By AMY ADAMS
Medical center researchers have successfully shut down genes made by the hepatitis B virus, preventing it from replicating in mice. This work, published last month in the online version of Nature Biotechnology, could lead to the first gene therapy treatment for hepatitis B, according to Mark Kay, MD, PhD, professor of genetics and of pediatrics.
Most gene therapy techniques involve inserting a healthy copy of a gene to compensate for one that’s malfunctioning. But some disorders such as cancers, Huntington’s disease, and viral diseases result from genes producing too much protein or an abnormal protein, making these diseases unlikely targets for routine gene therapy. A recently discovered phenomenon called RNA interference now shows promise for flipping the genetic "off" switch to shut down protein production in these disorders.
RNA interference is a process cells use to prevent genes from producing proteins. It works by destroying the protein-coding message called mRNA made by an active gene. A short RNA molecule combined with proteins in the cell bind to the mRNA, targeting it for destruction. With no mRNA, no protein gets made.
In recent years, researchers have hijacked this process to shut down genes of their own choosing. In studies published in Nature last year, Kay and his colleagues used RNA inhibition to thwart proteins from being made by DNA sequences inserted into mice.
The latest work takes the procedure one step forward, using RNA interference to prevent the hepatitis B virus from making proteins and the viral RNA needed for normal replication. "This establishes that RNA interference might work in a gene therapy setting," said Kay, who led the study.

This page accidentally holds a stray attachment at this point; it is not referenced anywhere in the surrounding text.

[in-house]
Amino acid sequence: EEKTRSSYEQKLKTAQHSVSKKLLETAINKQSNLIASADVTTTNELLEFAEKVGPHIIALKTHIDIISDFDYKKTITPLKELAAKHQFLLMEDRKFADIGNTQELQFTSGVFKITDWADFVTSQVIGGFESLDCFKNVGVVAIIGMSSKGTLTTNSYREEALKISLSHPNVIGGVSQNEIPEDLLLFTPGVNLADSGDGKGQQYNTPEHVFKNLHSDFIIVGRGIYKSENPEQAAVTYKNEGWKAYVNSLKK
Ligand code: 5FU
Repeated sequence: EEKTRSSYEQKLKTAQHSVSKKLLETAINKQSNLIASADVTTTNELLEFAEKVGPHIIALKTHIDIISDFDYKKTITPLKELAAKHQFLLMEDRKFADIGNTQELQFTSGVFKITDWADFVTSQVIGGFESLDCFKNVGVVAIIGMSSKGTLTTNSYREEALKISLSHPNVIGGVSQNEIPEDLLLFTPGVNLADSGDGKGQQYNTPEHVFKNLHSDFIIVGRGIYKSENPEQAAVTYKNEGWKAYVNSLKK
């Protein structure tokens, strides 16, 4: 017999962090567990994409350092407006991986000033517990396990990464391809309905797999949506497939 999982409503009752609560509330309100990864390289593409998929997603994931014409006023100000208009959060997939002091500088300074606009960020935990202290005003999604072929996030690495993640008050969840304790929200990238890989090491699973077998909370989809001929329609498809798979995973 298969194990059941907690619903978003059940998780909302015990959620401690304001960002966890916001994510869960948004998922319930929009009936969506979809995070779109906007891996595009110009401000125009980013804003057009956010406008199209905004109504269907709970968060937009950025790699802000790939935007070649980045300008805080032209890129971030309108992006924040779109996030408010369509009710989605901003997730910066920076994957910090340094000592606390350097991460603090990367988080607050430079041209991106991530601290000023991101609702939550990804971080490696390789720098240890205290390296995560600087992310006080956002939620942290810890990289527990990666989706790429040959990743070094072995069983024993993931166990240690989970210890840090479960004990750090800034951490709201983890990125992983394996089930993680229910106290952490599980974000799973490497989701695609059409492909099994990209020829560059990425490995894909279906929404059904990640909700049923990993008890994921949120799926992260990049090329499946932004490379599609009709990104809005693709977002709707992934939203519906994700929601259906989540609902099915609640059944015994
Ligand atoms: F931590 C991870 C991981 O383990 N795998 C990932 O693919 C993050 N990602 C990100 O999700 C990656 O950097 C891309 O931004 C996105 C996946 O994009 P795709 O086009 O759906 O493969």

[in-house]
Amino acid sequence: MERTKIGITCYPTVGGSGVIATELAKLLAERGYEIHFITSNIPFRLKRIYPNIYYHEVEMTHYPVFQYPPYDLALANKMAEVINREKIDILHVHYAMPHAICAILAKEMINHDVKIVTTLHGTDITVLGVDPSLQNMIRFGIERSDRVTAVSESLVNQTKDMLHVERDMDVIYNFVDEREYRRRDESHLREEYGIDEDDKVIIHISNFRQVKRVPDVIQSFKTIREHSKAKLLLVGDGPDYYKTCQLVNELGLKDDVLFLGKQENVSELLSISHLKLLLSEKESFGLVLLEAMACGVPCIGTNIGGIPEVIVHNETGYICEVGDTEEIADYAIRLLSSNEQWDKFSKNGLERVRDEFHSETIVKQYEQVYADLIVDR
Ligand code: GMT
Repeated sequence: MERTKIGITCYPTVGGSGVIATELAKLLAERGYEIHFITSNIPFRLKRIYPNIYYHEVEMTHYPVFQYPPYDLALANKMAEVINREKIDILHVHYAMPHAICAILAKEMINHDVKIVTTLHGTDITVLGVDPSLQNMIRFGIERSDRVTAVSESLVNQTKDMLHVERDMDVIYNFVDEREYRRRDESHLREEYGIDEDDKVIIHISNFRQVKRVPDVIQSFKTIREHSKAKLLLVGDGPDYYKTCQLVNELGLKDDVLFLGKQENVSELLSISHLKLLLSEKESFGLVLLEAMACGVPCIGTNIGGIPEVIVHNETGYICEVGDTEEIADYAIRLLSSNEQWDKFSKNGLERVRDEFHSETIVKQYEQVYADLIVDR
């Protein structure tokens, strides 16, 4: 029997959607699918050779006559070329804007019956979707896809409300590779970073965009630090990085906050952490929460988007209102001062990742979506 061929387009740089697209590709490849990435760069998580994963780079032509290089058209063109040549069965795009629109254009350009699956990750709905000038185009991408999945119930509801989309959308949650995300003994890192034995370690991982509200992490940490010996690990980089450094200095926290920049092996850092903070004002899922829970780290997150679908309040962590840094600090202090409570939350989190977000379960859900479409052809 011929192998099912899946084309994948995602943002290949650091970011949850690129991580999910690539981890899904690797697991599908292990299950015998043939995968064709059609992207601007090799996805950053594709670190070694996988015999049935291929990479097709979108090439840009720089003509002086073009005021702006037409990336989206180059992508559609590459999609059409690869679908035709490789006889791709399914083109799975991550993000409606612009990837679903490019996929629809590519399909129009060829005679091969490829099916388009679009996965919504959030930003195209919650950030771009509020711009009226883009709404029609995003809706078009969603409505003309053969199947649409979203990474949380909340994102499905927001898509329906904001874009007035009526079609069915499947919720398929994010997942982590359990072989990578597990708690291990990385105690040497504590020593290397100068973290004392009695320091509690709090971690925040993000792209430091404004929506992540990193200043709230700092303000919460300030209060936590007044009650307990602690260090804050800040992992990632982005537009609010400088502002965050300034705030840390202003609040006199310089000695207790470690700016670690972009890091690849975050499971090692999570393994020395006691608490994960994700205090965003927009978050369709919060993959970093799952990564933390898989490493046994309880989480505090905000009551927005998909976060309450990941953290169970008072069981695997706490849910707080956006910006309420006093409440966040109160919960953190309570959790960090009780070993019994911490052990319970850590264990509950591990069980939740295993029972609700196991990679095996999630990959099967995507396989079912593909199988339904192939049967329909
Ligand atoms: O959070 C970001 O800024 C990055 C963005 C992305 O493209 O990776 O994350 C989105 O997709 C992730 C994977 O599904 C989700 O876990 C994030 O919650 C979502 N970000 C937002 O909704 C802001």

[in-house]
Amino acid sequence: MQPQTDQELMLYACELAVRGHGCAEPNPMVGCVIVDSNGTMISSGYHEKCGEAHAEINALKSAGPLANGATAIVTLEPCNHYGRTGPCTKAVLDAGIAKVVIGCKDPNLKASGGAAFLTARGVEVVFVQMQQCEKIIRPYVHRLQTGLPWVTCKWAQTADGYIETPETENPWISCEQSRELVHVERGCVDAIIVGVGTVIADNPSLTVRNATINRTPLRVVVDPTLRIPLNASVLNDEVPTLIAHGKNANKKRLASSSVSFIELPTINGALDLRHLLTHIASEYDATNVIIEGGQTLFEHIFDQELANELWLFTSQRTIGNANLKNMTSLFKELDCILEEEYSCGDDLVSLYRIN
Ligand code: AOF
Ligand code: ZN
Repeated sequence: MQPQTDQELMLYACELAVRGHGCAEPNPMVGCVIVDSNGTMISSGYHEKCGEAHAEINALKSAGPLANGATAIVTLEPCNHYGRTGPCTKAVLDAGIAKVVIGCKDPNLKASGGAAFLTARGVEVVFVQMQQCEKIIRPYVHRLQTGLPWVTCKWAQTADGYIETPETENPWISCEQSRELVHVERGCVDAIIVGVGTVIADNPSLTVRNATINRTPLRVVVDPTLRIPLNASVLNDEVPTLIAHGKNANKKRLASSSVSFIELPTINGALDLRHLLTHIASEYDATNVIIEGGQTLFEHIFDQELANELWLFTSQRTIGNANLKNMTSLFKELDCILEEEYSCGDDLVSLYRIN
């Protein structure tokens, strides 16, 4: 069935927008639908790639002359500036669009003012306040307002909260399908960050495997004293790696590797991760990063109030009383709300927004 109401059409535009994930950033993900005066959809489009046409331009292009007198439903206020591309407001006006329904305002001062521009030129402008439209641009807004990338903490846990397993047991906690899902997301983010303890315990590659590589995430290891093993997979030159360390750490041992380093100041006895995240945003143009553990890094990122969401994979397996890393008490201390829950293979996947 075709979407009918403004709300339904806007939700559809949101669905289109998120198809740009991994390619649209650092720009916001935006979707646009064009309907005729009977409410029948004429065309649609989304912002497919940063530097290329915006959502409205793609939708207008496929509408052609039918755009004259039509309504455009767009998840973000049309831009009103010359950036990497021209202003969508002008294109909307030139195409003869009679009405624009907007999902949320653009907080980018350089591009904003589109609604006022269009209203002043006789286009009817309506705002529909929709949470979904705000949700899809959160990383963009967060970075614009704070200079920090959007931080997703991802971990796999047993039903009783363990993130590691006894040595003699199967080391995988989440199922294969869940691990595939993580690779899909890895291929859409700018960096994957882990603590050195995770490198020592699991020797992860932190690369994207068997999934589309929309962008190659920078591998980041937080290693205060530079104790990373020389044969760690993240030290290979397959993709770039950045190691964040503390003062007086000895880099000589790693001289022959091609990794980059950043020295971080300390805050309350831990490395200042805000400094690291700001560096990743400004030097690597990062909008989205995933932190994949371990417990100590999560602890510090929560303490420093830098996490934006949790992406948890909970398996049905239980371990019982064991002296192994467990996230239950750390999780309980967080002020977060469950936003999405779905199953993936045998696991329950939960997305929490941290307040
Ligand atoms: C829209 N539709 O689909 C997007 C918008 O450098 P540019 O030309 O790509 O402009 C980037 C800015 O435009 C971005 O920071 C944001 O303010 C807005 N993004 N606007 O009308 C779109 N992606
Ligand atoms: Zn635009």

The hepatitis B virus normally infects human liver cells, putting a person at high risk for liver cancer and other liver diseases. There is no effective treatment for the potentially lethal infection.
The researchers first tested RNA interference in mouse cells that had been infected with a form of the hepatitis B virus. The researchers inserted a piece of DNA that produced an inhibitory RNA targeted to hepatitis B mRNA. After eight days, the cells containing the inhibitory RNA made about 95 percent less hepatitis B protein than untreated cells.
The researchers then tested RNA interference in mice that had been infected with the same version of the hepatitis B virus. Mice receiving DNA coding for the inhibitory RNA in addition to the virus made 92 percent less of the hepatitis B mRNA than mice lacking RNA inhibition. The researchers also found that any viral DNA within the mice came from the original virus injected into the liver rather than from a virus that had replicated — further proof that RNA inhibition prevents the virus from multiplying its numbers.
So far, RNA interference seems effective with no detectable downsides, Kay said. "We’ve worked on a gene therapeutic approach against viral hepatitis for about 10 years and this is the first thing we’ve done that really looks promising," he said.
Kay said the eventual goal is to treat people before they have life-threatening liver disease. "If you treat someone before this point, the liver has a remarkable ability to repair the damage," he said. Kay hopes to use the technique in human trials within the next two to three years.
Stanford researchers on the study include senior research fellows Anton McCaffrey, PhD, who was first author on the paper; and Hiroyuki Nakai, MD, PhD; and research assistants Kusum Pandey, Zan Huang and Hui Xu.
Stanford Report, June 11, 2003